He finds a moment in the hour-long program to remind Crew fans in attendance that they — not he — saved their team. “No one person did it,” Edwards tells the audience. “The Save the Crew movement did it. All parts of the city came together and created a really, really special thing. It showed that we can rally around something that we really value, that our core beliefs are something that we can act on, and that we can do things as a community that we didn’t think we could do. It’s a wonderful message for Columbus, and it’s something the city should be proud of forever.”
Jay La Prete
Being near campus brings back good memories for Edwards. He met his wife at Ohio State, the alma mater of their parents. Her father taught in the College of Dentistry, and one day she left her purse in a lecture hall after one of his presentations. Pete was there, found the purse and returned it to Christine. Soon they were meeting regularly for lunch on campus, always under the same huge oak tree. The tree is no longer there. Such is life. “Things change,” Edwards says.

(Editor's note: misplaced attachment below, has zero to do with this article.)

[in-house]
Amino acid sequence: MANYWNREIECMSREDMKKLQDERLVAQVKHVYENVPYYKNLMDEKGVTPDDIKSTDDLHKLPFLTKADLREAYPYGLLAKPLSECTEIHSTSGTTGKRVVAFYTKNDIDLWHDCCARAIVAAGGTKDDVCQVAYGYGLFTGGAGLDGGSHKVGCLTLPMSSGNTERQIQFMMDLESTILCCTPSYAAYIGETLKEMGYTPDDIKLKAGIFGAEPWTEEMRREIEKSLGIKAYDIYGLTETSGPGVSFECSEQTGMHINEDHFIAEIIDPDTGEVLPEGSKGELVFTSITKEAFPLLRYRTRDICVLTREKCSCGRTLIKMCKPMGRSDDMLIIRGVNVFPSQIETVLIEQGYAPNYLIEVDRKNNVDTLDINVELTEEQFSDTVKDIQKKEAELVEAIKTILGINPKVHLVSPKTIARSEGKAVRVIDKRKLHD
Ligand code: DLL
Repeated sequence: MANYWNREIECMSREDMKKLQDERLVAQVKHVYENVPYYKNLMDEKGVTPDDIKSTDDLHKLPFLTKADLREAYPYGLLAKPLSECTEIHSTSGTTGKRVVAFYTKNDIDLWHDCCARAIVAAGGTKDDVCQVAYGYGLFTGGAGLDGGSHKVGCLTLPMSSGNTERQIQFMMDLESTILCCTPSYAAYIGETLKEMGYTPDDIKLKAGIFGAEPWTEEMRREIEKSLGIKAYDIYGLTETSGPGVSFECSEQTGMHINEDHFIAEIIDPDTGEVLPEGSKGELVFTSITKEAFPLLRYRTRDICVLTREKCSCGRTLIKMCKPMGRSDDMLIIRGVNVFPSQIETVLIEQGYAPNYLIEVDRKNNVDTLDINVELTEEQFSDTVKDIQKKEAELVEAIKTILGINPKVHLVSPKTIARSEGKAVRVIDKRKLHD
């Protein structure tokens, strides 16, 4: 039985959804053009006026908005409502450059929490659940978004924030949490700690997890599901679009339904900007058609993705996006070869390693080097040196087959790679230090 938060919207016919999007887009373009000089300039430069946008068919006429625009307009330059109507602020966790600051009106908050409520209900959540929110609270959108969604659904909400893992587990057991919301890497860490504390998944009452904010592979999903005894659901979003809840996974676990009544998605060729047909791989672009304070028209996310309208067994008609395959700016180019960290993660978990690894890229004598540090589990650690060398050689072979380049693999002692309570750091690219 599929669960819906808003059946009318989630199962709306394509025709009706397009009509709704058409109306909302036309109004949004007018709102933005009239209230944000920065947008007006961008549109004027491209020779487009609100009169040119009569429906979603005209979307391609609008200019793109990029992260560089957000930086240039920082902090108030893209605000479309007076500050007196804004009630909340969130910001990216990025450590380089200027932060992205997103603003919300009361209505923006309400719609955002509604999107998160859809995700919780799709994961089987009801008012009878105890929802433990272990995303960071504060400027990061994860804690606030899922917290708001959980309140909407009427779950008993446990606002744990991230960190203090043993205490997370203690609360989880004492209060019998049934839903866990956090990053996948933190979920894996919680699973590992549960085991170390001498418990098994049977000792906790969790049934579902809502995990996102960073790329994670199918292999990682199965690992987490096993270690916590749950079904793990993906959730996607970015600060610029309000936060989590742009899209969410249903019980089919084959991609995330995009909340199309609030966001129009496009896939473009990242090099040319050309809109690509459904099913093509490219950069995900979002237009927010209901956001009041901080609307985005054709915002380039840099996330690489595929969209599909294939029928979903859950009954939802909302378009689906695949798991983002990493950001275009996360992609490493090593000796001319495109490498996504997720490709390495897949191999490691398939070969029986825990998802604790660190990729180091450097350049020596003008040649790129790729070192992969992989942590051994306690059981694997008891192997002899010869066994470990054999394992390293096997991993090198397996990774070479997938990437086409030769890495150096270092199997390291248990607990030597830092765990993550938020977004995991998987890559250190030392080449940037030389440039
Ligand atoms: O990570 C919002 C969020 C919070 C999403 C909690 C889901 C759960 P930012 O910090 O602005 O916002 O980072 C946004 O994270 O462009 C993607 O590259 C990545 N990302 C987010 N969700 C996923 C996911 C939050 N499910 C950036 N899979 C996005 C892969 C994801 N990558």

Change means speaking to crowds, doing TV, radio and newspaper interviews, posing for magazine covers. Requests keep coming. “It’s way outside his comfort zone,” Burgess says.
Edwards doesn’t complain. He understands how important it is to be available to fans. They want to feel part of the club. He’s fostering that connection, not only with Crew supporters, but with his alma mater, too. “We’re actively building a bridge between the Crew and Ohio State,” Edwards says.
The Crew had already been collaborating with Ohio State and the Air Force on a biometric research project. Edwards also has met with Dr. Craig Kent, dean of the College of Medicine, to discuss additional opportunities, and he’s exploring partnerships with the Department of Athletics.